Famous Chemistry Scientists of India and their Contributions

16-05-2024

09:11 AM

GS III

Sub-Categories:

Science and Technology

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1 min read

Prelims: General Science.

Mains: Achievements of Indians in science and technology; indigenization of technology and developing new technology.

From ancient to modern times, the contributions of Indian scientists to chemistry have been significant. In ancient India, chemistry was known as Rasayan Shastra or Rasatantra or Rasakriya. In the early years after independence, Indian chemists contributed immensely to what came to be called 'reverse engineering' and they perfected the market for the manufacture of cheap generic drugs so much so that India has now come to be known as a 'pharmacy of the world', ranking 3rd in pharmaceutical production.

Development of Chemistry in India

Science and Technology in ancient and medieval India covered all the major branches of human knowledge and activities, including mathematics, astronomy, physics, chemistry, medical science and surgery.

  • Ancient India's contribution to Science and Technology included principles of chemistry that did not remain abstract but also found expression in practical activities like the distillation of perfumes, and aromatic liquids, manufacturing of dyes and pigments and extraction of sugar.
  • Indus Valley Civilisation (IVC): In pottery making during the IVC, chemical processes were carried out in which materials were mixed, fired and moulded to achieve their objectives.
    • Residents of the IVC had access to gold and copper mining, and the area was possibly a source of semi-precious stones. This is seen in the jewellery recovered in the vicinity.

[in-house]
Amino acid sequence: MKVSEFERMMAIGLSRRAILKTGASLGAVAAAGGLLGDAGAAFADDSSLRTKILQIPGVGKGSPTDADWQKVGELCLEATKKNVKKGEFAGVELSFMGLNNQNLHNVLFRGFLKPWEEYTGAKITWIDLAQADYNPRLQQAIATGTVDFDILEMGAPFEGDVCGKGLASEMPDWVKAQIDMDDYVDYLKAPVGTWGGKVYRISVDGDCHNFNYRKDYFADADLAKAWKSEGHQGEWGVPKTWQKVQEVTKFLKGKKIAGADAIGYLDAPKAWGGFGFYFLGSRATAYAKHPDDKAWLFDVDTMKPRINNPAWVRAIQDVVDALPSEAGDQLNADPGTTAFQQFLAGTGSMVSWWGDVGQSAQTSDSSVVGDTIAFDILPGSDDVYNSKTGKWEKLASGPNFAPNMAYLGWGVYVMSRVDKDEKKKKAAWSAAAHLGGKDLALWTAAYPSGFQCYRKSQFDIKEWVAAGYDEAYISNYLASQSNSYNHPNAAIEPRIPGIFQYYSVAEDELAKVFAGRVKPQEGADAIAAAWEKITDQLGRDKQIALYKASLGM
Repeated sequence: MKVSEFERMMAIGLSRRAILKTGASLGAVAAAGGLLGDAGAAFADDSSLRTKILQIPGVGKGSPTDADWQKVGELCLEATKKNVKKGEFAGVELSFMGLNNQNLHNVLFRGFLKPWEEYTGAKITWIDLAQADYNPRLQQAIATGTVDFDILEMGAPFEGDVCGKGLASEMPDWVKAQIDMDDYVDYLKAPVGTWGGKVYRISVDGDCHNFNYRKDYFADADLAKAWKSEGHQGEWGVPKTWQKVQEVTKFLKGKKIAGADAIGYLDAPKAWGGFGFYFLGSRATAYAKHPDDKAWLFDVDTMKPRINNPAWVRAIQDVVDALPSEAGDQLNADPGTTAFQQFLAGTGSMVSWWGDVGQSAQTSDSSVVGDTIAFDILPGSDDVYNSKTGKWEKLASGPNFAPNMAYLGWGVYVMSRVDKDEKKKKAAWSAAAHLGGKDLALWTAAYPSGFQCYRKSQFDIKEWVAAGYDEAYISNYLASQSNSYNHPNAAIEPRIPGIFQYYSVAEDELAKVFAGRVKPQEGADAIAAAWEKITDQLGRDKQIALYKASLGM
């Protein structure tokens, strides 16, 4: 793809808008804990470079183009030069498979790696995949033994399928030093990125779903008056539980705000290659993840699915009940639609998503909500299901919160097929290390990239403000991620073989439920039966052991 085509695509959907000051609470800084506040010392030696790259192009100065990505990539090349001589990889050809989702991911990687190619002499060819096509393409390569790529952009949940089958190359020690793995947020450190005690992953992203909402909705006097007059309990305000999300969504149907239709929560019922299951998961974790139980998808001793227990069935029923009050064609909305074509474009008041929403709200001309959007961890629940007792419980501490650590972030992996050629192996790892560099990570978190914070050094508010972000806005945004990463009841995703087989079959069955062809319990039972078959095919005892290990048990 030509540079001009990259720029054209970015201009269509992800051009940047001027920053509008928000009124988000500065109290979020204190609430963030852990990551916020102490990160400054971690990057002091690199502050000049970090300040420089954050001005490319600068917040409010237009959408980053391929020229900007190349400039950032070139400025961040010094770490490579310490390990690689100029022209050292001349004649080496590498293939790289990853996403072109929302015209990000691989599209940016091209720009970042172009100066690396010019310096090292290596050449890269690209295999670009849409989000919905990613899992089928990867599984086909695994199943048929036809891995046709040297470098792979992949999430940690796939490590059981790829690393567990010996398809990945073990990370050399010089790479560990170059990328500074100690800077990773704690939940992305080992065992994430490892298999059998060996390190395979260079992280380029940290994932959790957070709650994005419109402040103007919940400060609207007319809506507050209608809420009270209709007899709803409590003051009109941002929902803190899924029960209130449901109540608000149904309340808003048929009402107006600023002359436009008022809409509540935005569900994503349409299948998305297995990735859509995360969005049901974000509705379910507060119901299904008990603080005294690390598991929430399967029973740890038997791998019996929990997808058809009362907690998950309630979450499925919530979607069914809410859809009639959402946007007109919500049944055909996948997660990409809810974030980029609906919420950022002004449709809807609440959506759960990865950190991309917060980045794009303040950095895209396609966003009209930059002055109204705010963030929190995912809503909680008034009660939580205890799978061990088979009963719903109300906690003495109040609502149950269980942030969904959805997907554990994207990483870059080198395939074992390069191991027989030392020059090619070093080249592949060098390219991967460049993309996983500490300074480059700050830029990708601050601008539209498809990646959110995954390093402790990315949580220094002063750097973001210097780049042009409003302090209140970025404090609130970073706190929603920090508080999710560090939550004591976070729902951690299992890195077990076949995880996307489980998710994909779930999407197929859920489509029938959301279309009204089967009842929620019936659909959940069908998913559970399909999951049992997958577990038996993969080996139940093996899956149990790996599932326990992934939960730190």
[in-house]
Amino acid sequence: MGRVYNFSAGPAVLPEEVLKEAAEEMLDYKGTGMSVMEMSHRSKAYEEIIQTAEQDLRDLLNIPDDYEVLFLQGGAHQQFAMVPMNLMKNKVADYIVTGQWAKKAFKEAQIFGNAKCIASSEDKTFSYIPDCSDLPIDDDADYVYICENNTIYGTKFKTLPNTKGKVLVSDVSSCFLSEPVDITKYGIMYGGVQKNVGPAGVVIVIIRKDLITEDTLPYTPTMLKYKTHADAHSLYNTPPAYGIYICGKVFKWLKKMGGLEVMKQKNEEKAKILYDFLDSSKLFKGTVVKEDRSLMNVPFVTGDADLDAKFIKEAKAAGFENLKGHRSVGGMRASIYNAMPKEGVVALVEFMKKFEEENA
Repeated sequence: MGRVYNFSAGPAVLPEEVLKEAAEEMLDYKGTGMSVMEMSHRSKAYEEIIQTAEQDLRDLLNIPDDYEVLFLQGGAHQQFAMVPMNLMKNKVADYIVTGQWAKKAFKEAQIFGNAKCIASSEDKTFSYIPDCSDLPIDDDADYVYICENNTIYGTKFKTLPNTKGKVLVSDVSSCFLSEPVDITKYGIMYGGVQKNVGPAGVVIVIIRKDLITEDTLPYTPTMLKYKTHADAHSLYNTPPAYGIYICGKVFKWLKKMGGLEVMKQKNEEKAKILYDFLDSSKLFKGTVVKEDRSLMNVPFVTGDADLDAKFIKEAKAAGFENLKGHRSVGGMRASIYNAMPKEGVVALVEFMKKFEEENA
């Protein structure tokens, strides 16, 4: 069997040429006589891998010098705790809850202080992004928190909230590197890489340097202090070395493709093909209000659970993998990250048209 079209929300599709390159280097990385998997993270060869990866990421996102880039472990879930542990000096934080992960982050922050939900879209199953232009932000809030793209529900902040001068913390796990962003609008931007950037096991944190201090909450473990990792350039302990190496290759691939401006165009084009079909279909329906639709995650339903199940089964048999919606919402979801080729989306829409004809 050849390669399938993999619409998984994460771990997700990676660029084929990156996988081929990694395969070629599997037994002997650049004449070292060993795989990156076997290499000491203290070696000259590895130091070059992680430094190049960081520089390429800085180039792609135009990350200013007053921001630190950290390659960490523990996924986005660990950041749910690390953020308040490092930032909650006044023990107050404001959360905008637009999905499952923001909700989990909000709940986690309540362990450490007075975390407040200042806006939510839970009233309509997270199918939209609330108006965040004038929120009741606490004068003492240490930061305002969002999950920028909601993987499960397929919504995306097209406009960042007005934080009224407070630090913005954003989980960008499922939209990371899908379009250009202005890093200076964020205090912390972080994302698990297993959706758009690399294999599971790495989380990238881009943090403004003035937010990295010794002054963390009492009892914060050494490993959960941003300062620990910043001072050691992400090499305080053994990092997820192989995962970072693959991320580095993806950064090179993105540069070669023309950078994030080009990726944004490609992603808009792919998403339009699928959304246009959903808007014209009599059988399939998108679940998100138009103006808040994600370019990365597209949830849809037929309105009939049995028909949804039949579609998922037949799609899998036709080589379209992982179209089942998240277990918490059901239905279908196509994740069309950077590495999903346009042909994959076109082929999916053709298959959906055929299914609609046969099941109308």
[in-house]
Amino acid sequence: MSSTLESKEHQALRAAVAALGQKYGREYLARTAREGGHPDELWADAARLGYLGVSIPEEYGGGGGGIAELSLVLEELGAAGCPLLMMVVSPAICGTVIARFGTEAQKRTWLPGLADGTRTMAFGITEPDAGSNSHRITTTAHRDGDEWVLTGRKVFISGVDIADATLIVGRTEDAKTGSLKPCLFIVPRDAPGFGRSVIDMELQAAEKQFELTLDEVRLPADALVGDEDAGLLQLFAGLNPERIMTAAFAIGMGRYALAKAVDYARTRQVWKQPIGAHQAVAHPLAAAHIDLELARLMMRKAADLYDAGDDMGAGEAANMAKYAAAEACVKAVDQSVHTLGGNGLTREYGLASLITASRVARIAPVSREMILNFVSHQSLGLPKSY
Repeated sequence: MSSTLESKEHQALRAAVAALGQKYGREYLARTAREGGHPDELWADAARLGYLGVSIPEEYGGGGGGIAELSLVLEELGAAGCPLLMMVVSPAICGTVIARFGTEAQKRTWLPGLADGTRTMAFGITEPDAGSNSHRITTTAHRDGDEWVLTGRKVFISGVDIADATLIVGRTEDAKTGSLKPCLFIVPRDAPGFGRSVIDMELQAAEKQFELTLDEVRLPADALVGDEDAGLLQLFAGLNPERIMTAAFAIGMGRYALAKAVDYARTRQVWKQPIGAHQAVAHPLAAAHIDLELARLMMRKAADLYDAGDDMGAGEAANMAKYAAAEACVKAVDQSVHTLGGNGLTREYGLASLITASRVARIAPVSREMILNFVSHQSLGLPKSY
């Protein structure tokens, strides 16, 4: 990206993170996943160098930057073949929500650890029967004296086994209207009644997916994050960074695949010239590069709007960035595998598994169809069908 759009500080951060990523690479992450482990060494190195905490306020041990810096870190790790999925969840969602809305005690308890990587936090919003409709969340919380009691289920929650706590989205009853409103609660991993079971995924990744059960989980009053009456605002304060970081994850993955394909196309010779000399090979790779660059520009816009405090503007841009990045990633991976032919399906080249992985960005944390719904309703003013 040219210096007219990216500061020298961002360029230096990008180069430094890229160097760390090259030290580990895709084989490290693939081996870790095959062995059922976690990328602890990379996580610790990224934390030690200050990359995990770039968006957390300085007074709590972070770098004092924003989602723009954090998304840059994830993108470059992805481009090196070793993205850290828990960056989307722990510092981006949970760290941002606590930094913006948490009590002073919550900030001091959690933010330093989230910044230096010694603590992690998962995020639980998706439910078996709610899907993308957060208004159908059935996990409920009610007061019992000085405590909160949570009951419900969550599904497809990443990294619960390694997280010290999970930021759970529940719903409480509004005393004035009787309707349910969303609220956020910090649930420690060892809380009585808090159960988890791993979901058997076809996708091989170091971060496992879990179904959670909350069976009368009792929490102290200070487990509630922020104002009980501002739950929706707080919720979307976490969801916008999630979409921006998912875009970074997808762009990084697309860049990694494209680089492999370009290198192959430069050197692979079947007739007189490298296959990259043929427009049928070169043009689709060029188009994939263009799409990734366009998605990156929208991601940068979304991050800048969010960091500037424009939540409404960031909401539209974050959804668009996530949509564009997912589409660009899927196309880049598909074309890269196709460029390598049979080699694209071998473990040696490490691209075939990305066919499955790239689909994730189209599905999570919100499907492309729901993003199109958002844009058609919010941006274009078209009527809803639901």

• Vedic Age: The chemical activities of this period were illuminated by the Puranas and Upanishads. The Indian alchemists were skilled at casting metals, extracting metals from their ores, and smelting metals.
    • For example: The Ramayana and the Mahabharata mention weapons with arrowheads coated with a variety of chemicals, indicating their knowledge of Alchemy.
    • Vaiseshika Darsana of Kanada propounded the concept of the atom and its indivisibility and the law of cause and effect.
    • ‘Artha Sastra’ also describes the qualities of Gold and silver.
  • Gupta Empire: Nagarjuna, the famous alchemist lived during this period. The use of mercury and iron in medicines indicates a deep knowledge and understanding of Chemistry.
  • Due to the smiths' knowledge of advanced metal technology, bronze images of the Buddha began to be produced on a large scale. The Mehrauli Iron Pillar stands free of rust and corrosion for centuries.
  • In Medieval India, gold making and elixir synthesis were the two main characteristic streams of alchemy.
    • The Rasvidya (Indian Alchemy texts) reveal the use of a variety of organic and inorganic substances.

Famous Chemistry Scientists of India

The achievements of Indian scientists have been recognized at the global level. These achievements will play a decisive role in India joining the list of developed countries. 

Some prominent Indians who excelled in the field of chemistry are given below:

Prafulla Chandra Ray (1861-1944)

prafulla chandra ray

  • Prafulla Chandra Ray was a chemist and industrialist who founded Bengal Chemicals & Pharmaceuticals (India’s first pharmaceutical company).
  • He is regarded as the ‘Father of Chemical Science in India’ and he established the first Indian research school in chemistry.
  • He contributed to inorganic and organic nitrites.
  • In 1895 he reported the first synthesis of the hitherto unknown mercurous nitrite, Hg2(NO2)2.
  • Around 1914, he initiated work on organic thio compounds like thiols, thioethers, and related species and their binding to metals.
  • Books: A History of Hindu Chemistry from the Earliest Times to the Middle of Sixteenth Century (1902), ‘Life and Experience of a Bengali Chemist’ (autobiography).

Chintamani Nagesa Ramachandra Rao (1934)

cnr rao

  • Professor C.N.R. Rao is a well-known expert in structural and solid-state chemistry.
  • He has contributed significantly to chemical spectroscopy, molecular structure, surface chemistry, and high-temperature superconductivity.
  • His early research focussed on the application of spectroscopic techniques to study molecular structure.

He studied many chemically important issues using electronic and vibrational spectroscopy, including correlations between spectra and structural features, the effects of the environment, vibration analysis, etc.